Originally aired on March 28 @ 5:30 AM - 6:00 AM EDT
Since a few years back, the National Institute of Standards and Technology (NIST) has been running a process to select post-quantum algorithms to standardize. It has recently announced that it will be running a second part of the process for signatures. In this segment, we will talk with expert Luca De Feo about what post-quantum signatures are and what the future holds for them.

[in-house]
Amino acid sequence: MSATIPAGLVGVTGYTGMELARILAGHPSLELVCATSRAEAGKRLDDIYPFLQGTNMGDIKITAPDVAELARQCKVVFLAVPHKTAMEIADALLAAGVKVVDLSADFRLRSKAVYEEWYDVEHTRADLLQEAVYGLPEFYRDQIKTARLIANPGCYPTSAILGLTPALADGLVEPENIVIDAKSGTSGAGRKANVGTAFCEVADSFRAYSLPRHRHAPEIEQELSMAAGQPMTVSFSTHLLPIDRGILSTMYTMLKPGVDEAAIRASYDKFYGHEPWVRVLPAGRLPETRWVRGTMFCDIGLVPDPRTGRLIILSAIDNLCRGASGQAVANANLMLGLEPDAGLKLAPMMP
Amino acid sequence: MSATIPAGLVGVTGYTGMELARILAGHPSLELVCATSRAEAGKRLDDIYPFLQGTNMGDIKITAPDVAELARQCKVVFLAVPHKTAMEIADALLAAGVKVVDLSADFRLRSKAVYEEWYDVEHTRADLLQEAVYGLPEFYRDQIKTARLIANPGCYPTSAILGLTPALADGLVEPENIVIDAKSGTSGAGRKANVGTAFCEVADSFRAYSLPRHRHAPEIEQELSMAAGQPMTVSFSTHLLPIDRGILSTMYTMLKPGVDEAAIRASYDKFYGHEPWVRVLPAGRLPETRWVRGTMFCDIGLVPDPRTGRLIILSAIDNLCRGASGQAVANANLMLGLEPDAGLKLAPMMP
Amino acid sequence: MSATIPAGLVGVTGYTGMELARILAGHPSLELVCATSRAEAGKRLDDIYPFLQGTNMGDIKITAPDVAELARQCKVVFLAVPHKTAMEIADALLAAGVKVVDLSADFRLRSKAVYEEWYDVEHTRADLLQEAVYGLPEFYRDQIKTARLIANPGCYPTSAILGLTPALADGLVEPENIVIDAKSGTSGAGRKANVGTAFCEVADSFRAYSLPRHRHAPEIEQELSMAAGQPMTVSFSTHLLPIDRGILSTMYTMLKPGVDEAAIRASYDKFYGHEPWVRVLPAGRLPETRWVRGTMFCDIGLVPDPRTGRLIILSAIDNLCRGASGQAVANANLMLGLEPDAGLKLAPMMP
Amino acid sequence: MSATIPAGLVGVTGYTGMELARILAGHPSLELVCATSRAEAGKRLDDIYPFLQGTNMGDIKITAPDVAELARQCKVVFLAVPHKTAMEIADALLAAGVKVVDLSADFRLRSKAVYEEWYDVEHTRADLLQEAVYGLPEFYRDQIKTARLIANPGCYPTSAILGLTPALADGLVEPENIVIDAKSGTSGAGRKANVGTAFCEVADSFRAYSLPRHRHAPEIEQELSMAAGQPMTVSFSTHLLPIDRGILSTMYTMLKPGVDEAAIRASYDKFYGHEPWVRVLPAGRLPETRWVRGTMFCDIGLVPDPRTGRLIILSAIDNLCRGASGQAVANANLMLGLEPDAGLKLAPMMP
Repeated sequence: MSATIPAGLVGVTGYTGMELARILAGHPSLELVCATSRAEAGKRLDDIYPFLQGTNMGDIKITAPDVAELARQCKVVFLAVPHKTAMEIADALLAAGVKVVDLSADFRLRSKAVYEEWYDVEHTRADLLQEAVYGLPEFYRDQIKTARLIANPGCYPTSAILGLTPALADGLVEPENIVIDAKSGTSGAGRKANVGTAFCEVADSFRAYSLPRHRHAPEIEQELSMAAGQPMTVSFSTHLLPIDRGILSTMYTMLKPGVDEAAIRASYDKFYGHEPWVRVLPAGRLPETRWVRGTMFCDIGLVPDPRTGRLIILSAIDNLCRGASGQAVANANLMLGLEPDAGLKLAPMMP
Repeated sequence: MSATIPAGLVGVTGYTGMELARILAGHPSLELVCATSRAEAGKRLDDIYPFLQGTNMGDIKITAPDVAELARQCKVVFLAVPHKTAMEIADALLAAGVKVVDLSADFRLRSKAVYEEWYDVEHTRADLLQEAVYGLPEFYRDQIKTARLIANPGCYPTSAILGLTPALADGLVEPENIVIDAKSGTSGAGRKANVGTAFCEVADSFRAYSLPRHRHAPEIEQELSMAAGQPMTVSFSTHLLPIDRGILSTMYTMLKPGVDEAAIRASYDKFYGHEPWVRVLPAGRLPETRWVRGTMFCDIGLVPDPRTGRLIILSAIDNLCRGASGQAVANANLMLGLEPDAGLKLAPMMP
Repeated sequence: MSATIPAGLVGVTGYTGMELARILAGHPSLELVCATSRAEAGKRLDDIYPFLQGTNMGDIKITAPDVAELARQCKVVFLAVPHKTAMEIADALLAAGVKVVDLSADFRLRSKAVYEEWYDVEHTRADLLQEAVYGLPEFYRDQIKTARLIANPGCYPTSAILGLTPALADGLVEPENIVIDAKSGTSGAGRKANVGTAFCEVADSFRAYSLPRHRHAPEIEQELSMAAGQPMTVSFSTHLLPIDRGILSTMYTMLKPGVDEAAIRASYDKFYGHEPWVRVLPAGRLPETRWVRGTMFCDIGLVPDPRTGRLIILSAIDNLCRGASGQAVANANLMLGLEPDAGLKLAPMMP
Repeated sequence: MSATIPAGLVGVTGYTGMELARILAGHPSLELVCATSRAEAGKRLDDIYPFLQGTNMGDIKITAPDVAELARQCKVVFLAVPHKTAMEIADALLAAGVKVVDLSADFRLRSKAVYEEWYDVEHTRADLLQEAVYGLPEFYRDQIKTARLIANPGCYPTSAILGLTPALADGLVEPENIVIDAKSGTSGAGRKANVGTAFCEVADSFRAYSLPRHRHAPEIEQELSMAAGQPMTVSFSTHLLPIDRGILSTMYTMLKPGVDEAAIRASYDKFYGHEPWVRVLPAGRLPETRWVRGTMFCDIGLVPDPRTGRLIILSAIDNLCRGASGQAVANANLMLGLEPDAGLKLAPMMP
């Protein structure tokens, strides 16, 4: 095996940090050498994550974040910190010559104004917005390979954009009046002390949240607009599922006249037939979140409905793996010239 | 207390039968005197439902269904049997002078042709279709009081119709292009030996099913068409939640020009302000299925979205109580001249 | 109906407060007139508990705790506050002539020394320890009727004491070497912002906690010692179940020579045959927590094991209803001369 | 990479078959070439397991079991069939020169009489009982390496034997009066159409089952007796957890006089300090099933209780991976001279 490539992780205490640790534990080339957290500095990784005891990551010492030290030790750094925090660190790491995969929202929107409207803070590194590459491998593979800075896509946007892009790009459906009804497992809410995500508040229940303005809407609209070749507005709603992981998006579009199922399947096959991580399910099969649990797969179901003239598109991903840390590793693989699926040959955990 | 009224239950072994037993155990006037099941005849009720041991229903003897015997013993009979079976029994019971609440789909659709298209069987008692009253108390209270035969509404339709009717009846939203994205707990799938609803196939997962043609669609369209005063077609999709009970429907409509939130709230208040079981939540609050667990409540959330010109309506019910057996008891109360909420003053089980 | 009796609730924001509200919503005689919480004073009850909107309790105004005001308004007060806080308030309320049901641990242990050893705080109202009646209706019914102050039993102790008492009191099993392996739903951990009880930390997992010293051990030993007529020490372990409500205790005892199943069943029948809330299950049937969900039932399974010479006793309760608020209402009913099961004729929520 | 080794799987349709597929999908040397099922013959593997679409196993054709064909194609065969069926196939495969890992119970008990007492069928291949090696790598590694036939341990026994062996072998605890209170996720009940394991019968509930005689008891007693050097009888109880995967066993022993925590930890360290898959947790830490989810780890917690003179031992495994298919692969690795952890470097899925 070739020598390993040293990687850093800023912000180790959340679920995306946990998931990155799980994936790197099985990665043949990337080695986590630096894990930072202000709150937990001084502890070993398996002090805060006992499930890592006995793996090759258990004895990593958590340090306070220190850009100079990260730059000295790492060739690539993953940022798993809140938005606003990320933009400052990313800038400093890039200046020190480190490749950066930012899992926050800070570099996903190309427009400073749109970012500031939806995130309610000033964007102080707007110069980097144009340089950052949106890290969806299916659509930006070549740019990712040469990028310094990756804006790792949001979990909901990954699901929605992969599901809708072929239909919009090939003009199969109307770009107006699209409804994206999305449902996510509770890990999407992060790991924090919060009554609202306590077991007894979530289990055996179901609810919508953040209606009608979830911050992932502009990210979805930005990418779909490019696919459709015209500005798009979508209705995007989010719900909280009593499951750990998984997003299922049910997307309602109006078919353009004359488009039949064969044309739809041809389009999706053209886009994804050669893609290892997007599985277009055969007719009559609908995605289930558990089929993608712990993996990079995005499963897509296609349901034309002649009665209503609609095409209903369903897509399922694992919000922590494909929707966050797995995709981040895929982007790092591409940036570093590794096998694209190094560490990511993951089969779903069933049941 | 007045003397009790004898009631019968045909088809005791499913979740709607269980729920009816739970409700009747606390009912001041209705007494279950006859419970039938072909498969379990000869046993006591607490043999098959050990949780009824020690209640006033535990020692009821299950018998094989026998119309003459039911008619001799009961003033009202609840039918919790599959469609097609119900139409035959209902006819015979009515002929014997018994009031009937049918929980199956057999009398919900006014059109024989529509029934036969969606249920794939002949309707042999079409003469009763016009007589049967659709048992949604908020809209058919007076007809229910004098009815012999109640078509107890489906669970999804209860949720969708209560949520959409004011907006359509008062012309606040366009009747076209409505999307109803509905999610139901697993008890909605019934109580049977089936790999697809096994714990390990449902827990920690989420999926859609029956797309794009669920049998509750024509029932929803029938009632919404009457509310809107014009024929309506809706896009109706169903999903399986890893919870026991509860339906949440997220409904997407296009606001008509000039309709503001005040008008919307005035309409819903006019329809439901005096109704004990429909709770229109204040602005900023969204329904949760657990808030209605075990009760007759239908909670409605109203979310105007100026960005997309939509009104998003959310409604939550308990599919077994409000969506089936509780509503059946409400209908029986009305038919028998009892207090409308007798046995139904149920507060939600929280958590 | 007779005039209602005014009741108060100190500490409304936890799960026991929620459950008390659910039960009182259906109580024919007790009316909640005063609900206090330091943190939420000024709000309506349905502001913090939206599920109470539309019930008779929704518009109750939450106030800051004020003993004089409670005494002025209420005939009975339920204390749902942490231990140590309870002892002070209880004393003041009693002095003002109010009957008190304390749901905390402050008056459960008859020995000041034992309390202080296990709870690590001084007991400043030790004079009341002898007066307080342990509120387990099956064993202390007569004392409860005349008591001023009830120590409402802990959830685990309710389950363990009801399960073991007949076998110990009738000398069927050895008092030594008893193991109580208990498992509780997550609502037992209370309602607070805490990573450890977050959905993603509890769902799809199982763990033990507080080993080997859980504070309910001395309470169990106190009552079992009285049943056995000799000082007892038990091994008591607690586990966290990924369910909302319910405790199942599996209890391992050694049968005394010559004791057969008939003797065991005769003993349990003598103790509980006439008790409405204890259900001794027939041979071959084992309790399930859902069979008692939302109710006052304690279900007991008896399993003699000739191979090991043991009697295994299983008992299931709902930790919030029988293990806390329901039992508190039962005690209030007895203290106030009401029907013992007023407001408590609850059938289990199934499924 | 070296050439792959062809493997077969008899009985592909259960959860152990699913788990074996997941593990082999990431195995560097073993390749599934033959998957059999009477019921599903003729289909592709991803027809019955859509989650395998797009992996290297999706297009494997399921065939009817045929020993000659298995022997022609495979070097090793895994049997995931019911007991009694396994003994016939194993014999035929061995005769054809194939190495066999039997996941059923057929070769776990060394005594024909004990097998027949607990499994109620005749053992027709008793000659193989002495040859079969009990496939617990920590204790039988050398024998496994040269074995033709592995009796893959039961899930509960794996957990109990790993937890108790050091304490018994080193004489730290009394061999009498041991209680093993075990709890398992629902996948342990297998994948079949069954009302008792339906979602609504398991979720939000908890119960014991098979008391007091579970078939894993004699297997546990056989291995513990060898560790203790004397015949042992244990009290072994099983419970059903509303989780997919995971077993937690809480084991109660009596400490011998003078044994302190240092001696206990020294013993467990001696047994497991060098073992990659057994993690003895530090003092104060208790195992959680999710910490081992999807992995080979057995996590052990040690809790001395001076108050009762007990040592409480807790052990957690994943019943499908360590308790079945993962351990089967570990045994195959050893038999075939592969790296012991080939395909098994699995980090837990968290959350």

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Welcome to Cloudflare TV. This time we are presenting latest news on post-quantum cryptography. My name is Armando Faz and I want to introduce you to this Cloudflare segment. We're going to talk about post -quantum signature schemes and their future. And for that we have two special guests that are joining us to talk about this topic. So we have Luca de Feo and Ward Beullens who are experts on the field. So could you please give us a little bit intro about yourself? Luca, we can start with you. Sure. So hi, I'm Luca de Feo. I'm working at IBM Research in Zurich and I work especially on isogeny -based cryptography, which is one sub -branch of post-quantum crypto. I work on signatures, key exchange, encryption and other topics of course related to public key cryptography. I just joined IBM slightly more than two years ago. Before that I used to work at Université de Versailles in France and I've been in crypto for almost 10 years now. That's really cool. So, Gerrit. Yeah, so hello everyone. My name is Ward Beullens. I joined IBM just two months ago. I finished my PhD in Belgium in 2011 last year. And yeah, my work is on post-quantum signatures. I work a little bit with isogeny-based signatures, mostly with multivariate signatures and also like some other weird things like Legendre symbols and primitive kernels. So yeah, I like having many different branches of cryptography. That sounds really cool. But okay, so let's try to say for our audience, what is this about this post -quantum cryptography? So basically what we know, our connections, our communication, all is about encryption and the use of cryptography to produce signatures that allows to authenticate to some other person that we are talking to the Internet. So the current algorithms, they are really strong with the actual computing power. However, with the use of quantum computers, they present that there's a threat with the current algorithms that we know. So if we were able to have a very powerful quantum machine, they can solve the problems that in which the current cryptography is based. So that would be like a serious problem. So in order to solve this, this is where we call it post-quantum. So what is the preparation that we have in order to make certain replacement and putting our research on algorithms to replace that will be super strong even with a quantum computer. So in this lens, I'm talking about post-quantum cryptography. So the NIST, which is the National Institute of Standard and Technology in the US, they started a competition in 2017 about making a call for what are different proposals or post-quantum algorithms. And since then, several proposals have been discussed and analyzed. And some of them have been attacked. Some of them have been resisted to the current cryptanalysis. And here in the room, we have expert in that material. Now, the post-quantum competition splits in two parts. One of them is the algorithms for key encapsulation schemes. And the other is for digital signatures. So in this case, one of the different algorithms or let's say categories of post -quantum algorithms are like isogeny-based cryptography. The other is like multivariate equations. And for the case of isogeny, so I want to reach this to look at who can help us to give a better understanding of that. So I heard that isogeny-based cryptography is very related to elliptic curves. But first of all, so what is an elliptic curve? Like in very simple terms. In very simple terms. Of course, yeah, it requires some mathematical background to define an elliptic curve precisely. But something that should be understandable by anyone who's been, who's done some mathematics in high school. Elliptic curves are the solutions of some cubic equations like x cubed plus y cubed plus xy, et cetera, equal zero, something like that. And so they just can be drawn as curves in a plane. But that's not really what is most important for cryptography. It is important that we have a question that gives a computational representation for these objects. But what makes them useful for cryptography is the fact that the set of their points forms a group. So a group is a generalization of addition, like one plus one equals two. And on an elliptic curve, a point plus a point makes a third point, in a way that's described by mathematical equations. This is at the heart of pre-quantum cryptography, just because groups are a very good foundation for cryptography. And they have been for more than 20 years now in everyday communications when you use TLS. So yeah, these are elliptic curves. But if you don't know anything about mathematics, I can just say that elliptic curves are nice guys. And they each have a name. You can name, I don't know, John, Jake, Sarah. We mathematicians call this the Jane variant. And you just must know that it doesn't matter if Jake is looking at your face or looking at your back. So if you're looking at Jake's face or at Jake's back, it's always Jake. And that's the same with an elliptic curve. It doesn't matter which equation you use. The important thing is that at the heart, it's still the same elliptic curve. And this is something we call the Jane variant, which is a we attach to any elliptic curve. So OK, so we have a diversity of elliptic curves. And then we're identifying different elliptic curves by this quantity called the Jane variant, right? So what is special with this Jane variant? So usually in the cryptography that is currently deployed, we are just caring about one elliptic curve or maybe all these homomorphisms that are, or all the curves that map to this specific curve. But in the case of isogeny-based crypto, we have many, many curves, some of them identified by the Jane variant. So what is the connection here with the isogeny? Absolutely, absolutely. Yeah, first of all, there is an infinity of different elliptic curves of different Jane variants. But of course, we never deal with infinity in cryptography because we deal with finite structures. And so we will focus on a set, a family of elliptic curves like old elliptic curve cryptography, pre-quantum elliptic curve cryptography, as you said, just use one elliptic curve. So let's say everyone's been using the Armando curve for ages now. But yeah, isogeny-based cryptography is different because what we care about is not the elliptic curve and its point in itself. Actually, we don't care almost at all about the group structure of elliptic curves because otherwise we wouldn't be post-quantum. So we are doing something really different. And you can picture this as isogenies. Technically, there are morphisms of elliptic curves. So you can think of them as polynomial transformations between different equations of elliptic curves. But really, the way you can picture this is that there are connections between these elliptic curves. Like each elliptic curve, Armando, Luca, Ward, each has an address book. And in this address book, I may have Ward's phone number, and then Sarah's phone number, and some other connection with other elliptic curves. And you can picture every line in the address book as one connection, one isogeny. So what this is making is a network of connections, a graph of isogeny, pretty much the same way that when you use Facebook, you have a list of friends, and that's your social graph. Well, elliptic curves and isogenies make a graph, what we call an isogeny graph. And the main difference with Facebook is that, unlike Facebook, isogeny graphs are very good at keeping secrets. That's really awesome. So basically, yeah, the elliptic curves are having a very good time. They make the social network of them. They connect one to each other. And always, there is a way to keep connected. I mean, you can reach one to the other doing sort of hopes. And so it is true that, yeah, as you mentioned, that isogenies is that like, are these kind of connections, right? Like this kind of mathematical mappings that allow us to travel into this helps. So why, even if they have been studying for some time, why they become more relevant like in these days? So yeah, isogenies, of course, have been studied since around the 50s, 60s. Like the definition of isogenies itself was likely before World War II by Andre Weil. But they were mostly used as a tool for number theories, for studying the theory of elliptic curves. Of course, they were used in pre-quantum ECC too. They are a fundamental ingredient in point counting algorithms. But they were never used to make cryptography. It's only in the 2000s that we started understanding better the problems. And we realized that there is a hard problem with these isogeny graphs, which is I have a small address book with a few connections to a few curves which are near myself. But using this address book, then I can go to my friends' friends and then to my friends' friends' friends, et cetera, and I can make very long connections. And then there is a very hard problem if I find two elliptic curves in this graph, but I don't know how someone can go from one to the other. It's a hard problem to find a chain of connection between these curves. So this problem, as far as we know, is a difficult problem to solve for a computer, even for a quantum computer. And it's since the beginning of the 2000s that we've been working on various ways of exploiting this problem for making both key exchange and signatures. And it turns out that usually when you define schemes based on isogenies, you end up with very compact parameters, like your key exchange, your signatures will use very little bandwidth during the execution of the cryptographic protocol. And so this is a very interesting property for the competition, because in some cases, you may be very much constrained on bandwidth. And so far, isogeny-based systems offer the best performance in terms of bandwidth. Unfortunately, there's the opposite, there's the back side, that isogenies are extremely computationally expensive, much more than other candidates. And that's something that's not as good, of course. So it's always a matter of choosing the best compromise. Yeah, exactly. So in this case, there's a trade-off between space and time. So with isogeny-based crypto, we have like short sizes, but it's still the time for computing isogenies. It takes much more time than other approaches. So we know that in the competition, there are some finalists. So we are on round three, and then there are a few finalists. Unfortunately, there are no algorithms for signature schemes, which are based on on isogenies in the competition. I mean, of course, you have been authored several papers that proposes certain schemes. So I think one of the most famous is C-Sign or Skew-Sign. So can you tell us a little bit more about these schemes? Sure. So yeah, as you said, the only isogeny-based candidate in this competition is Psyche, which is a key encapsulation mechanism. So same thing as a case change, more or less. And the reason there are no isogeny-based signatures in the competition is that at the time the NIST competition started, we knew no efficient, by any measure, isogeny -based signatures. All signatures based on isogenies were both slow and large. So there wasn't a big interest in submitting those. And it was a big open problem for isogeny-based crypto for several years to find the compact isogeny-based signatures. So things started changing a few years ago, first with the discovery of C-Side and the associated signature scheme C -Sign, which were decently compact, comparable to lattice-based schemes, although they were pretty much slow. Ward, near me, made a huge contribution to this aspect of signatures with C-Fish, which is a scheme derived from C-Sign, but which is much more efficient. We're still talking about something that is as compact as lattice-based crypto, but that's definitely not as fast. So even for C -Fish, it's unclear why you would prefer that to lattice-based or other kind of signatures, which are better established, have been studied for longer. And now the last breakthrough, we reached it very recently with Antoine Allureau, David Coel, Christophe Petit, and Benjamin Veselovsky. We published this new signature scheme called C-Sign, which is by a fair margin, the most compact post -quantum signature scheme. It is size of signature plus probability combined are five to six times smaller than the best candidate currently in the NIST competition. So size-wise, this is very interesting. Performance-wise, it's definitely not great. We're working on it. We're slowly improving things, but it will take a while before this is usable. And also from a understanding the security perspective, we still have a lot of work to do. Yeah, that are two great variants of the algorithm. Depending in the application, there are some applications where we need to have very short sizes or signatures on public key, but there may be other applications in which we can relax this parameter and then, well, allow bigger signatures and then improve the time, the computation time. So yeah. So hopefully we can see these approaches in the next step for the NIST competition or in further research. Yeah, this is a topic that I also am very glad to take time to bring in your research and then try to see if there are some other optimizations. But now, so it's time to pass to what Gart is working and in which he's very expert on that. So we talk about isogeny-based crypto. Now we are moving to multivariate cryptography. So, well, I heard that this kind of cryptography is based like matrices, linear algebra. So I think most people are familiar with Gaussian elimination, how to solve a system of equations, but how do you make the connection with multivariate starting from that? Yeah. So multivariate cryptography is called multivariate cryptography because the main problem that we rely on is the problem where you're given a list of quadratic equations in multiple variables and the problem is to find a solution. And so yeah, this is a very natural problem. And it turns out that this is much harder than the degree one case. Like degree one, we know it can solve a polynomial time with Gaussian elimination, but as soon as you pass to degree two or higher, then this problem becomes very hard. Like we know it's NP -hard. We believe that it's exponentially hard on average, even for quantum computers. So this makes us a good problem to base post-quantum cryptography on. And so, yeah, the goal of multivariate cryptography is to try to make use of this hardness to turn it into a signature scheme or an encryption scheme. So OK. So basically, we started with something that is simple to doing, like finding solutions to a system of questions. Then we make it a little bit difficult just by using quadratic equations rather than linear equations. And but the other ingredient is that there is not the same number of equations and the number of unknowns, right? Yeah. So typically, if you're going to make a signature, then you're going to have a trapdoor function, like how RSA is a trapdoor permutation. But in multivariate signatures, you usually don't have a permutation, but you have some kind of surjective function. So usually, you go from like 100 variables to 50 variables or something. So this means that with very high probability, if you pick some element in your output space, there will be many, many preimages. So even though we don't have a permutation, we can still do signatures. Because if you want to sign some message in your outer space, you will be able to find some element that maps to this. But of course, you cannot do this with a random multivariate quadratic system because, as I just said, it's hard to find preimages. So somehow, you need to embed a trapdoor. And yeah, the way this is usually done is by picking some very simple system of equations for which you have some kind of algorithm to find solutions. And then you're going to mix this with some linear maps to make it look random. And then the attacker cannot find preimages, but you still can because you know the trapdoor structure. Yeah. So it is interesting that when one starts to read about multivariate, there are some like in general, in cryptography, there are some funny terms. So something that I was reading about oil and vinegar. So what is this about? Yeah. So oil and vinegar is one of the oldest multivariate schemes. It's almost older than I am. It was invented in 1997, I believe. So yeah, this is just a very simple approach to make a multivariate trapdoor that's just based entirely on linear algebra. The trapdoor structure is just some space on which polynomials vanish. And it turns out that this seems to work pretty well as a trapdoor. But yeah, the problem with oil and vinegar is that the public keys are quite large because the number of variables typically is like three times as large as the number of equations. So yeah, that means your public key is just this bunch of equations and they have a lot of variables. So there's a lot of coefficients like for every pair of variables, you have a coefficient. So just storing a public key is going to take a lot of memory. So yeah, oil and vinegar is a starting point for multivariate cryptography because it seems to be secure. But then there were a lot of approaches to try to make it more efficient and in particular to try to make the public key smaller because that's the main disadvantage. So approximately in terms of in the order of kilobytes or megabytes? Yeah, hundreds of kilobytes. Hundreds of kilobytes. Yeah. Yeah. Okay. Yeah. Just to make a connection, like for example, one scheme of like, let's say RSA or let's say RSA 2048 is just like 2k or at most, like depends on the compression. But yeah, so this is like many times there's a magnitude than what is currently used. So yeah, following that analogy of oil and vinegar, so you have this algorithm called Mayo. So can you talk a little bit about that? Yeah. So I already mentioned that the problem is that public keys are so big. And so with Mayo, we try to solve this by basically, instead of having a big system of equations as your public key, you can use a small system. But of course you cannot use a small system directly because it's too small. So we can just brute force and find solutions. But before you use this small system, you're going to basically take multiple copies of it and mix it together to make it look like one big system. So essentially you take your oil and vinegar, you'll make many copies and then you'll mix them together and then you get your Mayo trapdoor. So that's where the name comes from. And yeah, this seems to work pretty well in terms of reducing the key size because you can get a key size of only 600 bytes. But yeah, the problem is that we have this new hardness assumption that asks if you make a big system in this way by taking copies of one system and mixing it up. The problem is, is this as secure as solving this kind of system as hard as solving really random systems? And yeah, this is something that needs to be investigated. That sounds really cool. But one other thing that I, let me just switch a little bit. So one other contenders, which is based on multivariate is Rainbow. So you have in the past presented some tags that demonstrate that maybe the parameters of Rainbow are not sufficient to give a certain security, but very, very recently you have this new paper that where you can show that this actually practical. So can you tell us a little bit more about this? Yeah, so Rainbow is another variant of oil and vinegar that uses some strategy to reduce the number of variables. Yeah, this makes the scheme a bit more complicated and it means that there's a lot more attacks to explore. So yeah, that's what I did. And it turned out that there was some kind of attack that works really well. You can do it in practice to do a full key recovery in 53 hours. So yeah, it means that Rainbow unfortunately is not secure. And how is the extrapolation of this attack? I mean, I read that you can like just switch parameters and that's fine. Or I mean, that's fine for a weekend, but maybe you need like stronger security for that. Yeah. So the attack is still exponential, but you basically, what the attack does is it makes some kind of guess. And if the guess is correct, then you can solve, instead of having to solve the big Rainbow system, you can solve a much smaller system. But the system is still kind of large. So you're still, asymptotically for larger and larger public keys, you're still going to have a lot of trouble solving this smaller system. So yeah, this means you can, if you really want to use Rainbow, you can just use bigger parameters. But actually that's not really a useful thing to do because the key sizes and the signing times of Rainbow will be slower than oil and vinegar. So you will be better off to just use the much simpler scheme, oil and vinegar, instead of using those more complicated scheme, which is more expensive and which is much less understood in terms of security. Okay. Okay. I see. So, okay. So Rainbow came to, in order to like, trying to reduce some parameters, I mean, some parameters, sizes on the parameters. But now with this attack, so if we go back to, if we increase again, these parameters, so that makes us competitive as the oil and vinegar approach. Is that- Yeah. Less competitive, actually. Yeah. Oh, well, less competitive. And yeah. So, okay. So with that, so we're approaching to the end of the segment. So as you may know, so there is still like a lot of investigation on the post-quantum signatures. And here we have like some proposals that ones that are based on isogenies, others that are based on multivariate equation. And there are many others like those based on lattices. But what would be like your final words with respect to the competition? So are you ready to propose something like for the future? I think this is an open question. We are definitely looking forward to NIST announcements. And yeah, NIST has suggested that they may open again to the competition to new signature proposal because the pool has really shrinked a lot. Right now, like with Rainbow that there is only lattices and hash based signatures and maybe picnic. So it's a very small pool and doesn't really fit all use cases. So yeah, we're definitely looking with interest to the competition if it ever reopens. I'm sure we're not the only one thinking about it. Just yesterday on EPRIN, there was a new paper by several authors on cubic forms, a signature from cubic forms with interesting parameters. So yeah, I think we'll see lots of new ideas coming in the next months on signatures. So yeah, more interesting work to do for years to come, in my opinion, many years to come. Okay. Well, I'm going to thank you so much for sharing your time with us and see you next time. Thank you very much. Thank you.